What are Healthcare-Associated Infections (HAI)?
Healthcare-associated infections are infections that patients can get while they’re receiving healthcare for another condition. They can be caused by bacteria, fungi, viruses, or other pathogens. They can happen in any healthcare facility, including hospitals, surgical centers, and long-term care facilities.
HAI can affect patients in any type of setting where they receive care, and they can also appear after discharge. Occupational infections among staff are also considered HAI. It is estimated that each year, hundreds of millions of patients around the world catch HAI.
The Dangers of Healthcare-Associated Infections (HAI)
HAI can result in additional costs for health systems, high costs for patients and their family, increased resistance of microorganisms to antimicrobials, prolonged hospital stays, long-term disability, and unnecessary deaths. Urgent action is needed to prevent the spread of antibiotic resistant organisms.
Environmental Services (EVS) teams and Infection Prevention Control (IPC) teams need to ensure that their infection control methods are efficient and effective at killing harmful pathogens that cause HAIs. Using UVC disinfection systems in addition to manual environmental cleaning is the best way to ensure that.
How UVC Disinfection Can Prevent the Spread of HAI
What is UVC Disinfection?
Ultraviolet-C (UVC) disinfection is one type of no-touch technology shown to be a successful adjunct to manual cleaning. According to the FDA, UVC radiation is a known disinfectant for air and nonporous surfaces. UVC technology deploys UV light to penetrate the cell walls of spores, bacteria and viruses and renders these harmful pathogens unable to reproduce and spread after treatment with UVC energy. UVC radiation has effectively been used for decades to reduce the spread of bacteria and harmful pathogens. When bundled with manual cleaning and disinfection protocols, the technology significantly reduces patient exposure to HAIs.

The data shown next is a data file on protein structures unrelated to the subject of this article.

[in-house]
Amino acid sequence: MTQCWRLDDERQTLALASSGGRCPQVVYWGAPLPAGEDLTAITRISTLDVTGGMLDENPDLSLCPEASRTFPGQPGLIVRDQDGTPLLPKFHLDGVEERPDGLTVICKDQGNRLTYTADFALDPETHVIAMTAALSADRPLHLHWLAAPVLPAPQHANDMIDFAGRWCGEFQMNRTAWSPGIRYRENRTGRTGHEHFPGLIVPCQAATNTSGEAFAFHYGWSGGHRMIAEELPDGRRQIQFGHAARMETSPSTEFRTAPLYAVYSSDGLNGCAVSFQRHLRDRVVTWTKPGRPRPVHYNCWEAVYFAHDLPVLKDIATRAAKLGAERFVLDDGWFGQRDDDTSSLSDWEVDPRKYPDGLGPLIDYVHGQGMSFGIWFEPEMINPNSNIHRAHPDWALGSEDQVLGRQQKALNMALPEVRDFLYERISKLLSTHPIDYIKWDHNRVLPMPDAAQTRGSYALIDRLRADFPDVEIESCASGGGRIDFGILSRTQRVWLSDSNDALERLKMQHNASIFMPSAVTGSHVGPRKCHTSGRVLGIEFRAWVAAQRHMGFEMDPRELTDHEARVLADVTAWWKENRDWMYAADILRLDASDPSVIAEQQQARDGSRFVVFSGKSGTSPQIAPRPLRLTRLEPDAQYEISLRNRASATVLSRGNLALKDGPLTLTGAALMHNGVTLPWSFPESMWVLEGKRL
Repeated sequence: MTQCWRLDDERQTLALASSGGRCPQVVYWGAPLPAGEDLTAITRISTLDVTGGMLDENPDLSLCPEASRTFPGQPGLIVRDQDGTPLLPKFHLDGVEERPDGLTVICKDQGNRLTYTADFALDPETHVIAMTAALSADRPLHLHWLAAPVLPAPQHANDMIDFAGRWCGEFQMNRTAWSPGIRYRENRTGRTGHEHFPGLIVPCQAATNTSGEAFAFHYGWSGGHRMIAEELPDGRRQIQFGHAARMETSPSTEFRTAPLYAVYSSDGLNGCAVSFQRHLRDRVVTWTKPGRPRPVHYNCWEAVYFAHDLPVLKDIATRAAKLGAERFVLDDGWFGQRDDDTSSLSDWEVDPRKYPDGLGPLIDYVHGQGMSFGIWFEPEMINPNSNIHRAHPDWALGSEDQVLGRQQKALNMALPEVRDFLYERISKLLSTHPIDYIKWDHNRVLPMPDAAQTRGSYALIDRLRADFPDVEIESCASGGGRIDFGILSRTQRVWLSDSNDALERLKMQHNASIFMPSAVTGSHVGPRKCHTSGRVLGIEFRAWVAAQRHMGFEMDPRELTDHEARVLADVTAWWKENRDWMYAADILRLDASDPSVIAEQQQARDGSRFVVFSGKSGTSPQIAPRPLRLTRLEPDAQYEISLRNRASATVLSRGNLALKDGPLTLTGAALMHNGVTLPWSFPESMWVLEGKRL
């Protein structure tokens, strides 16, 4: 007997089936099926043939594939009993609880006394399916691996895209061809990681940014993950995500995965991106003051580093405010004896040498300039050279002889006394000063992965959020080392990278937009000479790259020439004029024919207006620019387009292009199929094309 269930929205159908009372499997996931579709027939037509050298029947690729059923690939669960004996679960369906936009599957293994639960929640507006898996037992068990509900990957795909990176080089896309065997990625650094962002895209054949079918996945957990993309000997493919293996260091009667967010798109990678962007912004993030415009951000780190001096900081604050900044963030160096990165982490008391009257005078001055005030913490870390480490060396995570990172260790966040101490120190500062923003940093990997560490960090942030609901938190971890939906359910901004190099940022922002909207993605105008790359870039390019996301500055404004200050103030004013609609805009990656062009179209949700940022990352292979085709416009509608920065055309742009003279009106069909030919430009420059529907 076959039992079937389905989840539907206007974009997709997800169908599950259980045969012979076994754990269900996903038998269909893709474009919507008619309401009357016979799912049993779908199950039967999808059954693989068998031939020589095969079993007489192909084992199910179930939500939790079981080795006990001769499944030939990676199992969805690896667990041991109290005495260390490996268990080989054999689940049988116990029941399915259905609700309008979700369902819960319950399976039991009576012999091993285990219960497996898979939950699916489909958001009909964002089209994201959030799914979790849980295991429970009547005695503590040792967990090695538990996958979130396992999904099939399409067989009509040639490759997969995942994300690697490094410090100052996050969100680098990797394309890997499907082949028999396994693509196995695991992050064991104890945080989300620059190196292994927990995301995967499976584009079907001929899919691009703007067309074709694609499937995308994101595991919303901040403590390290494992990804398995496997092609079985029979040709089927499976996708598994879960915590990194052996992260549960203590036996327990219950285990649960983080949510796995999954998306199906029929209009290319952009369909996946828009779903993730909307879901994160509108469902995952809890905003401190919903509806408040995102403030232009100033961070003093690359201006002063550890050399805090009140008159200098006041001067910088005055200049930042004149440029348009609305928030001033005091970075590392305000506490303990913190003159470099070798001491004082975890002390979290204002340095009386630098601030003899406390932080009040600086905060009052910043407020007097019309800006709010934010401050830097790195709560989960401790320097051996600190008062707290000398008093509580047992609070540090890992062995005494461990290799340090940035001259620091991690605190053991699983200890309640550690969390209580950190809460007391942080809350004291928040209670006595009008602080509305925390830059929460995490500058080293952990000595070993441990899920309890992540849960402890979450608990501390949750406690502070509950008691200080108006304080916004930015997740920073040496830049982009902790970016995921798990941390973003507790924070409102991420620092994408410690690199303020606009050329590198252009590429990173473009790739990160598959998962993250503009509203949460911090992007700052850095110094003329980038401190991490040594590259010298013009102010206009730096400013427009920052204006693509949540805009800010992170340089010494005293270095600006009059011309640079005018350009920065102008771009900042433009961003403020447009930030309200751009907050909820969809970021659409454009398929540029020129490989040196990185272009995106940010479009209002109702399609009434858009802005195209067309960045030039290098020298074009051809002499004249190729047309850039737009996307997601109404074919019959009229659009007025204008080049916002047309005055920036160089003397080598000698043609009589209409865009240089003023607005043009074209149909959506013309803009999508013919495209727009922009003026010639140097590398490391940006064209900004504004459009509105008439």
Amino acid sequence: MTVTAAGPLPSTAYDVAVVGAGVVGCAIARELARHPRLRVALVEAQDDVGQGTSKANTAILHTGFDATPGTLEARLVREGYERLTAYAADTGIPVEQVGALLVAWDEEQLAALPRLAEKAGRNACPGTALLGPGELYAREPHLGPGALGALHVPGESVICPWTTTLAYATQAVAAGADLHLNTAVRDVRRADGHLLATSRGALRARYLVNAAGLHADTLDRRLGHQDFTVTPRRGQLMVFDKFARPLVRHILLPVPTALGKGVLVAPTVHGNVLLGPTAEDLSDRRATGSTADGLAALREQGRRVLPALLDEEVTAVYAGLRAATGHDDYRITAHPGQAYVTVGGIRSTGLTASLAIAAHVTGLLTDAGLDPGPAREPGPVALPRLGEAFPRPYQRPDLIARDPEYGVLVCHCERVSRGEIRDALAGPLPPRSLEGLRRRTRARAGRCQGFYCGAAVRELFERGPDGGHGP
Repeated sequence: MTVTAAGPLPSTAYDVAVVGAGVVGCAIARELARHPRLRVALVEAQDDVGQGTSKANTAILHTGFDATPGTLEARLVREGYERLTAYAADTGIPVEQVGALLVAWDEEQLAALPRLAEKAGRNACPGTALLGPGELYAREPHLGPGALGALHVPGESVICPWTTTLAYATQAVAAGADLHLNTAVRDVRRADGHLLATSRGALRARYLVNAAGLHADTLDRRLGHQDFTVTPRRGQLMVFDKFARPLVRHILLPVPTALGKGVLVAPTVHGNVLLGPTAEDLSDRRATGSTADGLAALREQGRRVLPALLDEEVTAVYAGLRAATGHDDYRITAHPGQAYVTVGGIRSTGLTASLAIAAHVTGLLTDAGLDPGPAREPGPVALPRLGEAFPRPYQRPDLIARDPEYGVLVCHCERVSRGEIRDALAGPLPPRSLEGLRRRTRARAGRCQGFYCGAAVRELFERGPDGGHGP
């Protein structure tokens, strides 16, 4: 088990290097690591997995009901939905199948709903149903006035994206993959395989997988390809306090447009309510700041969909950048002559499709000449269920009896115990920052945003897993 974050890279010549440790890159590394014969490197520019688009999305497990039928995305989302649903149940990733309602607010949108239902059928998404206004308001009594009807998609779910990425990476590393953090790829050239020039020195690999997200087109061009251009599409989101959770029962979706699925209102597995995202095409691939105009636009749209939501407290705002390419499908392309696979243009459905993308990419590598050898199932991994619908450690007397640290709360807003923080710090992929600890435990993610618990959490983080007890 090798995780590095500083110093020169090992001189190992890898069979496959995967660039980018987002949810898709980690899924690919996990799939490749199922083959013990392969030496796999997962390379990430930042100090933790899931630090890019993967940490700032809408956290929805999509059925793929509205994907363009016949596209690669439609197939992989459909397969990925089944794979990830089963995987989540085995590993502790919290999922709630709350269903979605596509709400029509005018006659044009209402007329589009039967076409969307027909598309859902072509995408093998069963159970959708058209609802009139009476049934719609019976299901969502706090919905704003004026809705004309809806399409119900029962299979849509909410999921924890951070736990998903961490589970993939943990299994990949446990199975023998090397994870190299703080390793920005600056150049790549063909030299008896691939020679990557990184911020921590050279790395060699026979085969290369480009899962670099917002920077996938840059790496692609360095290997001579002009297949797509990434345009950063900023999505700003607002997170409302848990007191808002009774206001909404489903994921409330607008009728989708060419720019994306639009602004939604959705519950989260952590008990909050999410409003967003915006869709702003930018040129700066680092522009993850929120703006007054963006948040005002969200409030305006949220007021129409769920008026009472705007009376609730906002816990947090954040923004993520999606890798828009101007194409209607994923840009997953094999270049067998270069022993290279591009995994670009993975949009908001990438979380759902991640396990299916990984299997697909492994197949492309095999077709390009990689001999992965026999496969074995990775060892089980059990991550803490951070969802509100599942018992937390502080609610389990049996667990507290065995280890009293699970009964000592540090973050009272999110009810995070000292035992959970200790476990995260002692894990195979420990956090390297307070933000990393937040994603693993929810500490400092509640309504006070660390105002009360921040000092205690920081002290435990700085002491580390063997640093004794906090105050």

H3 – How to Choose the Best UVC System
In today’s healthcare environment – including hyper awareness of virus transmission risk – hospitals need to choose technologies that can be measured and are able to provide the data needed to show proof of UVC dosing and compliance. UVC devices should be easily accessible to high-touch surface areas. Those surfaces need the most direct light to effectively and efficiently rid them of harmful, HAI-causing pathogens.
UVC radiation can only inactivate a virus if the virus is directly exposed to the radiation. If a surface is under a shadow, it won’t be disinfected. Some UVC systems don’t administer the proper dose and miss areas that may contain dangerous pathogens. The right UVC system should measure the delivered UVC dose and have a “pause and reposition” feature that helps operators ensure targeted areas of the room have received optimal dosage to kill harmful pathogens. This technology helps staff quickly disinfect crucial areas and return rooms to service.
Additionally, measuring the delivered UVC does, tracking treatment data, monitoring effectiveness, and sharing with necessary stakeholders is an important function of UVC light technology. Using patented remote UVC sensors and pausing and repositioning the UVC system, helps address variables such as room shape and other obstacles that might prevent areas from being disinfected. The best UVC solutions work to reach all targeted areas within a treated room, including those in shadowed or hard-to-reach places.
Contact us to learn more about UVC disinfection.